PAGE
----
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What the ‘fiscal cliff’ actually means for you

Gregg Maloney, left, and Ronnie Howard, center, both of Barclays, direct trading on the floor of the New York Stock Exchange, in New York. (AP Photo)

You may have heard of the “fiscal cliff” and know the U.S. is headed toward it. You might know Dec. 31 is the deadline, but what does that actually mean?

John Curley found out from Jill Schlesinger, of CBS Moneywatch, on Seattle’s Morning News.

Q: What does it mean to the average person?

A: If taxes go up for a lot of people and government spending drops substantially, then we are likely to see economic growth take a hit. So what economists are saying is that the combination of those tax increases and spending cuts would push the economy back into a recession.

Schlesinger said some people are cavalier about the situation, except that “probably a million more people are going to lose their jobs and it won’t be fun for anyone. There will be real human suffering.”

Q: You might have accepted that taxes could go up, but exactly by how much?

A: If we go over the cliff and there is no deal, we see that middle income Americans are likely to pay about another $2000 in taxes, average for everyone is $3700.

Schlesinger said The Wall Street Journal broke it down Friday morning: If you make $75,000 and $100,000 annually, that’s $3,200 in additional taxes or $270 out of your paycheck every month.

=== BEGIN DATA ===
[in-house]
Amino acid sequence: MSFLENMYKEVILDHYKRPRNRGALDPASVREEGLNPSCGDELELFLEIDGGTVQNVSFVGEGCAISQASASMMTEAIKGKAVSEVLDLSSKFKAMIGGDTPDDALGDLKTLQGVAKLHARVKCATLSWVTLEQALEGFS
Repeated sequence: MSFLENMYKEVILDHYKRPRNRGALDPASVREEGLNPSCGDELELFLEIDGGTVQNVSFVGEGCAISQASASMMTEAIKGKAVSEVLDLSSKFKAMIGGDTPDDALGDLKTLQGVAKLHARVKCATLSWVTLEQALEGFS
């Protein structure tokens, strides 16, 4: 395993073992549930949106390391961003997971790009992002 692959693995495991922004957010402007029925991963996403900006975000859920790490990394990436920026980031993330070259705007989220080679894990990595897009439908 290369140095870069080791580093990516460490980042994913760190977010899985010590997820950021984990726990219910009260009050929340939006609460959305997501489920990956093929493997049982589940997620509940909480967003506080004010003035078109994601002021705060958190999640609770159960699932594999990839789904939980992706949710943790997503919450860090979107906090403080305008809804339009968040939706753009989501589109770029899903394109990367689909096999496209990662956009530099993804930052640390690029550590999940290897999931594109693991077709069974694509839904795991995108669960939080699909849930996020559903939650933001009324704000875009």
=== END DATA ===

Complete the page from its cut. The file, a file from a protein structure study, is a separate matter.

Q: But you have a job and some savings; can’t you just ride this thing out?

A: Even those in a stable situation get nervous because “everyone knows someone who is out of work.” They think there’s a chance they could be in the same situation soon. “It could be you next, by the way, if the economy does fall further,” said Schlesinger.

Q: Why can’t we blame President Obama?

A: This was in the works. Corporate earnings have not been as good in the last quarter. Why? Because the easy money has already been made. It’s really easy to make money when the economy starts to recover and you’re working on a skeleton staff. Now it’s getting harder to earn a dollar.

It’s interesting because we knew that earning season was going to be weak in this quarter. We know that growth is only 2 percent in the US. We know that Europe is a mess and is now back in recession. We know that China is shrinking. We know Japan is probably in recession. We know that India exports are down. The globe has slowed down.

Is there a silver lining?

A: It’s going to be OK. Everybody has so much to lose. My guess is they will make a deal. Bernanke is going to keep the printing presses open. The economy is going to be OK, Europe probably won’t let Greece exit. We’ll be in a slow growth recovery, which is where we should be after having a boom and bust.

“No more Ho-Ho’s, my friend.”

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